Marriage for all - marriage contracts for all!!!

The introduction of marriage for all in October 2017 was a significant step towards legal equality for same-sex couples. Previously, they had only been able to enter into a registered civil partnership together, which was established in 2001. The latter can now be converted into a marriage; new registered civil partnerships can no longer be entered into.
It should not be forgotten that "marriage for all" not only means equal rights, but also equal obligations for the spouses, particularly in the context of marital solidarity. These obligations are largely regulated and predetermined by law. In addition to the consequences under inheritance law, this applies, among other things, to spousal and child maintenance as well as the equalisation of pension entitlements earned during the marriage as part of pension equalisation. Furthermore, statutory regulations in connection with the division of property also apply without any conscious action on the part of the spouses, as the law assigns a marriage without a marriage contract per se to the legal institution of the community of accrued gains.

As unromantic as the idea may seem at first glance, it makes perfect sense for same-sex couples to be aware of these obligations at an early stage and to be prepared for their potential occurrence.

In this context, the fundamental question arises as to whether the legal consequences of marriage, which are in principle prescribed by law, provide a sensible solution, especially with regard to same-sex couples. The spouses always enter into a "contract" when they enter into marriage: either on statutory (changeable) terms or on their own (marriage contract) terms.

In this respect, it should be noted that the family law regulations in the German Civil Code originate from an era in which the classic family model of the one-earner marriage with many children was practised almost exclusively. Accordingly, the legislator was also keen to capture and regulate the normal case found in reality.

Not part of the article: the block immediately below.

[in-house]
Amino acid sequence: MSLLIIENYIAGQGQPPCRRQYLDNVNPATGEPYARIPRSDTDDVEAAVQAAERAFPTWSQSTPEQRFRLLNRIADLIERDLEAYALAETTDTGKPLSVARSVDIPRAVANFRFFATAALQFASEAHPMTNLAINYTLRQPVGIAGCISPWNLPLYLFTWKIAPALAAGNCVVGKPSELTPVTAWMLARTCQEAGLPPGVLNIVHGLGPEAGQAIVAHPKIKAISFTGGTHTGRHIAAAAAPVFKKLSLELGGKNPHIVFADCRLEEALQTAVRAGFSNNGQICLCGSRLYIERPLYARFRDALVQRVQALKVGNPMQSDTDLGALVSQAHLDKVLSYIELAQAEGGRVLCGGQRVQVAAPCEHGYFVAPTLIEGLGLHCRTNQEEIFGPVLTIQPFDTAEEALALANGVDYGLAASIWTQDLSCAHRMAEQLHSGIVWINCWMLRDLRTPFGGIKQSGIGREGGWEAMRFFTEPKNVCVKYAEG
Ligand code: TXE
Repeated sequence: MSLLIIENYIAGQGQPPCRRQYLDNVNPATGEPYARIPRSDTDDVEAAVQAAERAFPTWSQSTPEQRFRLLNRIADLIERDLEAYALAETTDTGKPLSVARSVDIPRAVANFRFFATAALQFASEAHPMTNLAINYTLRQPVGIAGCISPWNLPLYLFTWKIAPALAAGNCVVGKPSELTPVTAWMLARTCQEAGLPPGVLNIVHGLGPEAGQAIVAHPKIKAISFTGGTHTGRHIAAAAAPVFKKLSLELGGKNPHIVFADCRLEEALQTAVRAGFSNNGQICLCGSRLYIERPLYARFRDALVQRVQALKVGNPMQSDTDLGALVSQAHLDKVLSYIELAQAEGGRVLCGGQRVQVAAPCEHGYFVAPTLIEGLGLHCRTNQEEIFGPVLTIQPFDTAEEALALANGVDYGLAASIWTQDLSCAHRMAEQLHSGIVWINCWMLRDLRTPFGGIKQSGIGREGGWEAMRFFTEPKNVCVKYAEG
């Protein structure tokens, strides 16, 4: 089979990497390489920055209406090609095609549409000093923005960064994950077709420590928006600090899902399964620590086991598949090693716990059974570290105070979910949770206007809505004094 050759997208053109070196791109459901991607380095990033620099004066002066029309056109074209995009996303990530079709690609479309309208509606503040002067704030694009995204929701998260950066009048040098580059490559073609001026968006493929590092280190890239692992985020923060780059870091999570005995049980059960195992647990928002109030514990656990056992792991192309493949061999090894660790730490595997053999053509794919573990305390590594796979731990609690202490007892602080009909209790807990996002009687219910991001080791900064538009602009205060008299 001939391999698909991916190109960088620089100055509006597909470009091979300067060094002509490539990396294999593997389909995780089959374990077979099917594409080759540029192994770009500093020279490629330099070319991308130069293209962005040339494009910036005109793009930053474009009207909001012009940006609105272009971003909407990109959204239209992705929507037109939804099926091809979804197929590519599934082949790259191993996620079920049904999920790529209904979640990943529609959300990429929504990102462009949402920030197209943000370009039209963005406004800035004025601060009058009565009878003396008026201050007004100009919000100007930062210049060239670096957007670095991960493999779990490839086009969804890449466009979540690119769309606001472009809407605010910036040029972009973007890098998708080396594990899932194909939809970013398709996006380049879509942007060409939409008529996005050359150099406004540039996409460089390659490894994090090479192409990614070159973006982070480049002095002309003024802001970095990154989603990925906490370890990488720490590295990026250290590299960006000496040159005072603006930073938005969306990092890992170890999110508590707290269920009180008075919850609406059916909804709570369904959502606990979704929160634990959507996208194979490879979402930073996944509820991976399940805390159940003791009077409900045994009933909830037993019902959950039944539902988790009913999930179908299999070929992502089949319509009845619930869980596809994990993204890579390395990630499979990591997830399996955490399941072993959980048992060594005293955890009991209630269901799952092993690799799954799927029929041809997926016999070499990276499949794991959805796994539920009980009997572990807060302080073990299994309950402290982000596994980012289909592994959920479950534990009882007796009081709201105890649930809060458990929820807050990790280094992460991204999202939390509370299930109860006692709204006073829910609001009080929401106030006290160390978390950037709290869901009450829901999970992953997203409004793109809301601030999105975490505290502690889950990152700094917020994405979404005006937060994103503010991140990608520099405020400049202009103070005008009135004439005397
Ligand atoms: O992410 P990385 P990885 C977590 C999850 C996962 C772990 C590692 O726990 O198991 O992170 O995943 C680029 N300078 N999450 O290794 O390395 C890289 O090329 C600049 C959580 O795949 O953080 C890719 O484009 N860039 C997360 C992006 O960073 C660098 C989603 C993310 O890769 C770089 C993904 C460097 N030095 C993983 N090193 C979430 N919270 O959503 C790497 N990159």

Over the course of time, however, marriage has undergone a development away from this classic understanding of roles towards one characterised by self-responsibility and equality.
For example, the number of dual-earner marriages plays a significant role in the total number of marriages concluded. As a result, the legal provisions are likely to be regarded as outdated, at least in part, with regard to the marriage primarily practised by heterosexual couples. This applies all the more to a section of the population that was not intended to be covered by the effects of the law at the time it came into force. For same-sex couples in particular, the childless cohabitation of two working people is the absolute rule.

However, if both spouses are able to pursue their own career paths and accordingly do not suffer any marital disadvantage due to raising children or other marital arrangements, then there is no need for statutory regulations regarding maintenance and pension equalisation - or at least not in the form regulated by law. Rather, the interests and needs of the individual spouses should be taken into account.

The legal means that the law provides for drawing up and establishing a concept tailored to the individual joint life plan and specific needs is the conclusion of a marriage contract. In this respect, too, there is no difference between heterosexual and homosexual couples.